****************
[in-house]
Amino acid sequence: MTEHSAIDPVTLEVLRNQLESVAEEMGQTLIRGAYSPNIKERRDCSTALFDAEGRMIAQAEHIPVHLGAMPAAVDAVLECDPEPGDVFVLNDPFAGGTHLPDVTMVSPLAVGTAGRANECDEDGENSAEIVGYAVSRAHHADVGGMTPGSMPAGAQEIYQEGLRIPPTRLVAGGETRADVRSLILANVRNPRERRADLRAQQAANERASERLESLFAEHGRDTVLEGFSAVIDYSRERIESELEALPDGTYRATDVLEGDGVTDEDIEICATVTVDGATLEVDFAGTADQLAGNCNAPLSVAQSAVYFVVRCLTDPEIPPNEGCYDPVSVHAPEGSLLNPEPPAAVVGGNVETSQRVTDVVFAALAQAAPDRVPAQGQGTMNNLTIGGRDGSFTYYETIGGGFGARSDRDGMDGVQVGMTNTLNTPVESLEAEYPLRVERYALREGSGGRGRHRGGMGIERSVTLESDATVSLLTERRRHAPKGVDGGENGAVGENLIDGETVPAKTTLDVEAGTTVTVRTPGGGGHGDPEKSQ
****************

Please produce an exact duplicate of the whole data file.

[in-house]
Amino acid sequence: MTEHSAIDPVTLEVLRNQLESVAEEMGQTLIRGAYSPNIKERRDCSTALFDAEGRMIAQAEHIPVHLGAMPAAVDAVLECDPEPGDVFVLNDPFAGGTHLPDVTMVSPLAVGTAGRANECDEDGENSAEIVGYAVSRAHHADVGGMTPGSMPAGAQEIYQEGLRIPPTRLVAGGETRADVRSLILANVRNPRERRADLRAQQAANERASERLESLFAEHGRDTVLEGFSAVIDYSRERIESELEALPDGTYRATDVLEGDGVTDEDIEICATVTVDGATLEVDFAGTADQLAGNCNAPLSVAQSAVYFVVRCLTDPEIPPNEGCYDPVSVHAPEGSLLNPEPPAAVVGGNVETSQRVTDVVFAALAQAAPDRVPAQGQGTMNNLTIGGRDGSFTYYETIGGGFGARSDRDGMDGVQVGMTNTLNTPVESLEAEYPLRVERYALREGSGGRGRHRGGMGIERSVTLESDATVSLLTERRRHAPKGVDGGENGAVGENLIDGETVPAKTTLDVEAGTTVTVRTPGGGGHGDPEKSQ